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I really love the Milwaukee bungalows built around the turn of the century. Although most only have one bathroom which doesn’t cut it for a large family like ours.

We have always been fine in 1100-1400ish sf. We have four kids with another on the way. More square footage means more messes and more to clean. Lol No thanks! Most large families I know also have modest homes, and many of us homeschool so we are in that house more than the average family.

I guess everything is relative. My parents downsized (still a 3/2/2, though) but it was really an upgrade and they call it “the tiny house.” Makes me just roll my eyes bc it’s much nicer than most people will ever have and it comes off as pretentious.
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Old Today, 08:45 AM
 
Location: NC
6,654 posts, read 8,176,014 times
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I live near Raleigh. Flip through an area new construction magazine and every builder is building the same basic style. There may be a little brick here a little stone there but the shapes are all the same. Something between board and batten farmhouse and pseudo craftsman. It’s visually depressing.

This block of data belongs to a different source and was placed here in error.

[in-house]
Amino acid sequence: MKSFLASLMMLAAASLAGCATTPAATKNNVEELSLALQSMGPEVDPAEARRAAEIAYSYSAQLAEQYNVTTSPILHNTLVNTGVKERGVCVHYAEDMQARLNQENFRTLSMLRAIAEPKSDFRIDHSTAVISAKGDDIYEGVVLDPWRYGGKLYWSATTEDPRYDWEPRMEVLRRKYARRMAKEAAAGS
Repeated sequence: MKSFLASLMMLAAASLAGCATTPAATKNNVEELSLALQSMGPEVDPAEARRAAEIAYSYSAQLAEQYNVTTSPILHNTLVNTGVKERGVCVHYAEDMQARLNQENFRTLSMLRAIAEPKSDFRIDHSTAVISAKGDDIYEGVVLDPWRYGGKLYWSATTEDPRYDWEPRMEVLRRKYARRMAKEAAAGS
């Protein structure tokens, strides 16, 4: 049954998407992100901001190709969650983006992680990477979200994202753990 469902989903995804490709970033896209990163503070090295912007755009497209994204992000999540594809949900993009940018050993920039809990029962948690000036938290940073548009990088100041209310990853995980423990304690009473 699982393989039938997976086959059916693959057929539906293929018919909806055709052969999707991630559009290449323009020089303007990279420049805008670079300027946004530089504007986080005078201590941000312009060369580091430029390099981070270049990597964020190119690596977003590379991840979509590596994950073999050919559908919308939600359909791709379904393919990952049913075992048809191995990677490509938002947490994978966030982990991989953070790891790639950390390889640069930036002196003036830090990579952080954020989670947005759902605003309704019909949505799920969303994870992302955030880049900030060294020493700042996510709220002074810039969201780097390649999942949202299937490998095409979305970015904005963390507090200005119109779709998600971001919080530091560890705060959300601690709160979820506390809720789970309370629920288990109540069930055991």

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Old Today, 10:18 AM
 
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In Spokane the trend, at least in the urban neighborhoods is to demo and split the lot smaller and build smaller more trendy homes OR gut and restore the Craftsman homes. Only when you out into the suburbs do you see the larger homes mentioned here. BUT the urban neighborhoods are very very expensive so most starter homes are larger and newer but much cheaper and only found out in the burbs. The starter home priced urban homes are complete gut and renovate candidates.

Last edited by Spokaneinvestor; Today at 10:29 AM..
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Old Today, 10:41 AM
 
457 posts, read 173,780 times
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We just bought a 2012 house that is larger square feet overall than one we are selling. We bought 3 bedrooms/2 baths same as we have now, new home rooms are larger because current home built 1992. If I could have moved/bought our current home floor plan in new state we would have, we don't need more living space, but a buyer has to buy what is available. Those vintage renovated homes the OP mentions sell for about 50% more per square foot than newer homes.

We looked at older homes that were renovated in our search but having been through a sewer pipe scare with a rental property we will never buy a home with non-PVC pipes. Then there was the Chinese drywall fiasco in the 90's and the copper pipes and some plastic pipes breaking in walls around that time too. There always seems to be something to worry about in older homes.

One relative thought the perfect home was 5 years old, that way the owner had time to fix everything the builder did wrong. But he ended up building an expensive home anyway and had to fix things.